The Canadian Institutes of Health Research released a report this week highlighting the fact that the rate of discrimination and bullying experienced by students who identify as LGBTQ is three times higher than for heterosexual youth.
This info slapped me from my morning newspaper-building routine. It immediately took me back to Grade 9, when I was an undersized, under-achieving victim.
My size disadvantage set the stage for this mistreatment way back in Grade 1. I demonstrated a quickness for learning and overall aptitude for the curriculum early on, and the teachers recommended that I be moved up to Grade 2 to challenge and accelerate my schooling.
I was too young to understand the ramifications, and my parents thought it was a brilliant opportunity to have my instruction match my energy and hunger for learning while gaining a year of my life.
I quickly realized that most of the kids in my homeroom class resented my presence, and they assumed I was arrogant. I was too terrified of the bigger kids to think I was superior.
This imbalance finally took root in Grade 9, when the older kids hit puberty and were lucky enough to have growth spurts.
One boy, in particular — John M. — was merciless in his torment of the smaller boys in our grade. He would regularly take the rubber insert from the handles of his Adidas bag and whip the smaller boys with it. It left welts on our arms and back for days. I was afraid to show my arms or back to my family and worked to hide the bruises. He would also slap or punch us in the hallways with no provocation. He would do it hard enough to inflict pain, but not so hard that it would do lasting damage.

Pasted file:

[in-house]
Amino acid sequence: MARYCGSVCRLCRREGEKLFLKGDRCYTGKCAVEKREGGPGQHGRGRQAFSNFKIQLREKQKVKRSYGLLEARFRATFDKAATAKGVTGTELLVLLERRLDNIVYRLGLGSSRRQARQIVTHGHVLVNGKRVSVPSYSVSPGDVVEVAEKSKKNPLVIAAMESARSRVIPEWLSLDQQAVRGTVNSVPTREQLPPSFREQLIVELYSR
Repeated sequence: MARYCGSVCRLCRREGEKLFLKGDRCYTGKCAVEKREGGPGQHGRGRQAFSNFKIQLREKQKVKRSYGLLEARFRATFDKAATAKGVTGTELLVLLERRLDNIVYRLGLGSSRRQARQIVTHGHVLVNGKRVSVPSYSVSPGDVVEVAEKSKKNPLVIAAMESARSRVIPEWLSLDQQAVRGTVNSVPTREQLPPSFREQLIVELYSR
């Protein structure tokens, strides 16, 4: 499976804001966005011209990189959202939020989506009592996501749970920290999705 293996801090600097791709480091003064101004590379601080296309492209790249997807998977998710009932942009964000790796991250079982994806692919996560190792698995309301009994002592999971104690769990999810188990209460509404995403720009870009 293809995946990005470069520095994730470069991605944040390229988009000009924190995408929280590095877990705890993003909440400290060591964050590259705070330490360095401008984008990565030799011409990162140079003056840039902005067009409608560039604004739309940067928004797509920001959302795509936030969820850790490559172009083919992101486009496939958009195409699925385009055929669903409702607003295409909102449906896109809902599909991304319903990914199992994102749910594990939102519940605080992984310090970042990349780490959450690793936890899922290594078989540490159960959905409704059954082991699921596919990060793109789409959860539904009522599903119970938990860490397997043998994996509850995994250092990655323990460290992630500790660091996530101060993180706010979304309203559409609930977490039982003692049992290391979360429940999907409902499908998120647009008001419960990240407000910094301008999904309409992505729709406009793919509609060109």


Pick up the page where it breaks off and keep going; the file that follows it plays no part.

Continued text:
This abuse irreparably damaged my self-esteem. I spiralled into complete apathy in a month. Some days I couldn’t be bothered to wash my greasy hair. As you’d imagine, this was like painting a target on my back for my bully. I developed intense anxiety, especially when having to walk the gauntlet of the main hallway, knowing I was likely to be hit or ridiculed.
Finally, during one particularly humiliating game of “why are you punching yourself?” in front of the entire class and before the teacher arrived, I stood up. John M. was stunned.
“Oh, so you’re standing up now?”
“My dad said I should stand up to bullying.”
I was so naive that I thought my dad meant to literally stand up. Somehow it worked. I blocked his punches and he got bored and went to another, less-resistant victim.
I was straight and was scarred for my life. Imagine having to endure this kind of taunting, this verbal and physical abuse, as an LGBTQ person. Oh, and I didn’t have social media and cyber-bullying to deal with in the late ’70s, either.
Luckily, I had parents who were always there to support me, and a close group of friends who accepted me and stood up for me when things got nasty.
So it’s not just about standing up for yourself, it’s standing up for everyone around you.